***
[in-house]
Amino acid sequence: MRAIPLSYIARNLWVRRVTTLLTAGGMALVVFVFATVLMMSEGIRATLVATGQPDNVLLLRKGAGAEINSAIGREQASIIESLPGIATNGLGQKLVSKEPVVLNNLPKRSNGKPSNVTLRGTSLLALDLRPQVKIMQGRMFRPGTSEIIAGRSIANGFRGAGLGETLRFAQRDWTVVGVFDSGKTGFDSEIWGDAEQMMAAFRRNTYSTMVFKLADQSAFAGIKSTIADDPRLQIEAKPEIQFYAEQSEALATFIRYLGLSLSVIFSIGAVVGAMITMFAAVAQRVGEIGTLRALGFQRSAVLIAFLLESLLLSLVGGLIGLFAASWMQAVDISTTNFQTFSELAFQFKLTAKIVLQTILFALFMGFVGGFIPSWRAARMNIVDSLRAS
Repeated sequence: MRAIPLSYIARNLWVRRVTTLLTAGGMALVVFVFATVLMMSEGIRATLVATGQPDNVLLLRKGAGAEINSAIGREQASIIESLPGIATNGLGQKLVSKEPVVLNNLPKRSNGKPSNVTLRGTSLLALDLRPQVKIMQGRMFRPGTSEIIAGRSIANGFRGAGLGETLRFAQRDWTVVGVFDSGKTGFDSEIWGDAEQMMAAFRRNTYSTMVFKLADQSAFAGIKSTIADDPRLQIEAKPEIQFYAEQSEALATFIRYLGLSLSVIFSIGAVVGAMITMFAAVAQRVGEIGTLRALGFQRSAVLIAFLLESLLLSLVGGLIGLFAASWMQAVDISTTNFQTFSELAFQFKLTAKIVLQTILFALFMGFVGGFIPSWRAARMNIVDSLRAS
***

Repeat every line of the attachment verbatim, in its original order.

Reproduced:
[in-house]
Amino acid sequence: MRAIPLSYIARNLWVRRVTTLLTAGGMALVVFVFATVLMMSEGIRATLVATGQPDNVLLLRKGAGAEINSAIGREQASIIESLPGIATNGLGQKLVSKEPVVLNNLPKRSNGKPSNVTLRGTSLLALDLRPQVKIMQGRMFRPGTSEIIAGRSIANGFRGAGLGETLRFAQRDWTVVGVFDSGKTGFDSEIWGDAEQMMAAFRRNTYSTMVFKLADQSAFAGIKSTIADDPRLQIEAKPEIQFYAEQSEALATFIRYLGLSLSVIFSIGAVVGAMITMFAAVAQRVGEIGTLRALGFQRSAVLIAFLLESLLLSLVGGLIGLFAASWMQAVDISTTNFQTFSELAFQFKLTAKIVLQTILFALFMGFVGGFIPSWRAARMNIVDSLRAS
Repeated sequence: MRAIPLSYIARNLWVRRVTTLLTAGGMALVVFVFATVLMMSEGIRATLVATGQPDNVLLLRKGAGAEINSAIGREQASIIESLPGIATNGLGQKLVSKEPVVLNNLPKRSNGKPSNVTLRGTSLLALDLRPQVKIMQGRMFRPGTSEIIAGRSIANGFRGAGLGETLRFAQRDWTVVGVFDSGKTGFDSEIWGDAEQMMAAFRRNTYSTMVFKLADQSAFAGIKSTIADDPRLQIEAKPEIQFYAEQSEALATFIRYLGLSLSVIFSIGAVVGAMITMFAAVAQRVGEIGTLRALGFQRSAVLIAFLLESLLLSLVGGLIGLFAASWMQAVDISTTNFQTFSELAFQFKLTAKIVLQTILFALFMGFVGGFIPSWRAARMNIVDSLRAS